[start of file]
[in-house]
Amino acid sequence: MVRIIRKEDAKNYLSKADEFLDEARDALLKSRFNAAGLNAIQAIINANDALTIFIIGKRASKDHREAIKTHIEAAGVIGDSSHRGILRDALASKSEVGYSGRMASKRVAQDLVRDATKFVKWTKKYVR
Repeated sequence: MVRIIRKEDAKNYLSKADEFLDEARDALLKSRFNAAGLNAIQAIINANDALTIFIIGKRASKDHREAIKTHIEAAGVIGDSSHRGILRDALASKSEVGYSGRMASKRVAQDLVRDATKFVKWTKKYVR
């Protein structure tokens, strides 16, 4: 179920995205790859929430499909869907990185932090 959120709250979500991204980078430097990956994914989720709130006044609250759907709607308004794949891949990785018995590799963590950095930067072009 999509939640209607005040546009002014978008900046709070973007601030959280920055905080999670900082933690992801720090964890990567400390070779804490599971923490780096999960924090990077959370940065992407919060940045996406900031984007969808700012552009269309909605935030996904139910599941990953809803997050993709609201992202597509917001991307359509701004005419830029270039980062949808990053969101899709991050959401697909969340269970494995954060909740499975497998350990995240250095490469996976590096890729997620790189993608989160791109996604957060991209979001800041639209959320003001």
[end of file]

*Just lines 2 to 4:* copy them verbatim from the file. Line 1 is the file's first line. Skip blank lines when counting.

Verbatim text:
Amino acid sequence: MVRIIRKEDAKNYLSKADEFLDEARDALLKSRFNAAGLNAIQAIINANDALTIFIIGKRASKDHREAIKTHIEAAGVIGDSSHRGILRDALASKSEVGYSGRMASKRVAQDLVRDATKFVKWTKKYVR
Repeated sequence: MVRIIRKEDAKNYLSKADEFLDEARDALLKSRFNAAGLNAIQAIINANDALTIFIIGKRASKDHREAIKTHIEAAGVIGDSSHRGILRDALASKSEVGYSGRMASKRVAQDLVRDATKFVKWTKKYVR
């Protein structure tokens, strides 16, 4: 179920995205790859929430499909869907990185932090 959120709250979500991204980078430097990956994914989720709130006044609250759907709607308004794949891949990785018995590799963590950095930067072009 999509939640209607005040546009002014978008900046709070973007601030959280920055905080999670900082933690992801720090964890990567400390070779804490599971923490780096999960924090990077959370940065992407919060940045996406900031984007969808700012552009269309909605935030996904139910599941990953809803997050993709609201992202597509917001991307359509701004005419830029270039980062949808990053969101899709991050959401697909969340269970494995954060909740499975497998350990995240250095490469996976590096890729997620790189993608989160791109996604957060991209979001800041639209959320003001």